The results of the 2011 Veolia World Solar Challenge, a prestigious international racing event that attracts the world’s best technical universities and colleges has been announced. Race officials reported,” As was stated at the awards ceremony, the near perfect weather experienced in the past three or four events lulled many experienced Solar Challengers into a false sense of security. This time there were those who were able to take on a few hours unexpected static charge while waiting for bushfire ravished roads to reopen. Others struggled under the thousands of square kilometres of smoke haze which drifted across the continent, often thick enough to blot out the sun altogether.” As reported here three US teams UC Berkeley, Stanford and the University of Michigan were strong contenders going into the World Solar Challenge. The competition aims to help discover new automotive technologies that rely on the power of the sun by engaging student teams to develop electric vehiclesfor a week-long, 1,877 mile vehicle endurance test across the Australian Outback from Darwin to Adelaide. In first place was Tokai University – Japan. Second place was Nuon Solar Team – The Netherlands. In third place was the University of Michigan – United States.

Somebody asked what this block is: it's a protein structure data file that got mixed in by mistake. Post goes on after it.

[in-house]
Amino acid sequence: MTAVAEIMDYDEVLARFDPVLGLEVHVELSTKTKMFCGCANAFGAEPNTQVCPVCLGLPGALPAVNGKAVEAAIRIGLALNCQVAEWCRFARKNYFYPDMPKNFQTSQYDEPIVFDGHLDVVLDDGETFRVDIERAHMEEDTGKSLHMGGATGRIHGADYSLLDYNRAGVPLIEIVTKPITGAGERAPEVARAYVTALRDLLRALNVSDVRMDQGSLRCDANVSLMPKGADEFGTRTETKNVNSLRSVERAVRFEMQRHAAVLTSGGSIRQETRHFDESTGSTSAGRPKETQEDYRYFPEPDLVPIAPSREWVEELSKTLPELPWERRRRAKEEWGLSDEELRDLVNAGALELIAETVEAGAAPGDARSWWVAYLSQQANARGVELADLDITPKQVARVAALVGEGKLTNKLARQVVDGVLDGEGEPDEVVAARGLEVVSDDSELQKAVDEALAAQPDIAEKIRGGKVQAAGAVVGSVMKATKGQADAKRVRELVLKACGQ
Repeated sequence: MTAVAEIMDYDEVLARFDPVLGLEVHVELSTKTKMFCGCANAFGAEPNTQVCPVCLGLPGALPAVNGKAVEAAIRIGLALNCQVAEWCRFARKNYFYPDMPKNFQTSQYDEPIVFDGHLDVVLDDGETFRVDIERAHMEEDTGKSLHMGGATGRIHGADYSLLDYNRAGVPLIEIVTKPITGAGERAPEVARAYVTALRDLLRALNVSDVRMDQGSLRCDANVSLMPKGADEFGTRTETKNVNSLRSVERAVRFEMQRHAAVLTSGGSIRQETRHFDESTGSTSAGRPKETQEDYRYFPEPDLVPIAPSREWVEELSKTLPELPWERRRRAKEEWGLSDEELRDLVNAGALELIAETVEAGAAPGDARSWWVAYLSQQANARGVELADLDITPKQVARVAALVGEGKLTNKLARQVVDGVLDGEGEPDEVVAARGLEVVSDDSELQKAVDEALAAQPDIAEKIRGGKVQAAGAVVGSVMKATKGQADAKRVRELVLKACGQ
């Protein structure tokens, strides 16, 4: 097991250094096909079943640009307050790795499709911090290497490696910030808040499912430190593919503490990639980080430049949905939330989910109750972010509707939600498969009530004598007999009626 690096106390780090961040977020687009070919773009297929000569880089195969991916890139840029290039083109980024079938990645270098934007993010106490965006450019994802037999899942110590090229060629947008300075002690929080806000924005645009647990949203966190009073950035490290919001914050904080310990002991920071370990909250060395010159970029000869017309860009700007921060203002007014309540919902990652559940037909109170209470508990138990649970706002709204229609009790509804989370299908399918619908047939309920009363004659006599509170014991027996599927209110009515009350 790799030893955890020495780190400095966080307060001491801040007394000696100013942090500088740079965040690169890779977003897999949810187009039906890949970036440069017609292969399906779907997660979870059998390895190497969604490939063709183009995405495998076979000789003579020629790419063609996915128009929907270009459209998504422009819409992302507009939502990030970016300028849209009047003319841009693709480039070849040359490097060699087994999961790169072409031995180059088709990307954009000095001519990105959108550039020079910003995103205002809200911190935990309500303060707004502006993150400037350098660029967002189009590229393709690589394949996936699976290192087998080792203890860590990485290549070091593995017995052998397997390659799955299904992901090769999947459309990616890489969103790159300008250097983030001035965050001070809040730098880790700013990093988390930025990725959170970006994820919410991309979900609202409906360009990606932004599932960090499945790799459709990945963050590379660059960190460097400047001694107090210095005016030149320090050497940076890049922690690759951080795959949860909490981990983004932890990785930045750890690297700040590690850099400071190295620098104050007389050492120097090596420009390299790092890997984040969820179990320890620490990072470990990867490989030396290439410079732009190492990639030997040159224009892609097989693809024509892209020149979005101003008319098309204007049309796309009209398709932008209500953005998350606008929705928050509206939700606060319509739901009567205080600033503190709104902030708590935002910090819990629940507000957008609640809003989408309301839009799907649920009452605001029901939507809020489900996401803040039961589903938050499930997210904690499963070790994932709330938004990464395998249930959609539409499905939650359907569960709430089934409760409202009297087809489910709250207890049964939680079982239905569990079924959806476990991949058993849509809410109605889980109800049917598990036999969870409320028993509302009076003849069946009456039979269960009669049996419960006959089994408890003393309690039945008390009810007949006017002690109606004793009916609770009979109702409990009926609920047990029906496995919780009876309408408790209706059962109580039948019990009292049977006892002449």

Teams not able to maintain a reasonable minimum speed are invited to maximise their experience in the event by running their solarcar for a few hours each day before moving their car forward in their truck or on their trailer. The rules surrounding this exercise allow a great deal of flexibility in their application to enable the particular circumstances and the conditions to be taken into consideration. The finalisation of the results was delayed mostly by the contention of one team who, so desperate to show their sponsors a clean finish, demanded recognition of a place the number of irregularities involved denied them.
A small number of teams questioned the number of solar kilometres attributed to them so the decision was taken to audit all the log books where these are recorded in the team log by the Observer (which the team manager should sign at the end of each day) and transmitted to Mission Control for incorporation into the overall results. Interesting errors such as trailered Km being substituted for Solar Km, and solar credits being given to Control Points instead of actual distance covered were discovered and the complications of this event outlined earlier led to some interesting arithmetic from some Observers! Some gained from the exercise, others not. The figures have now been checked and cross checked with the result that we are now able to verify the Official Record and present the final results.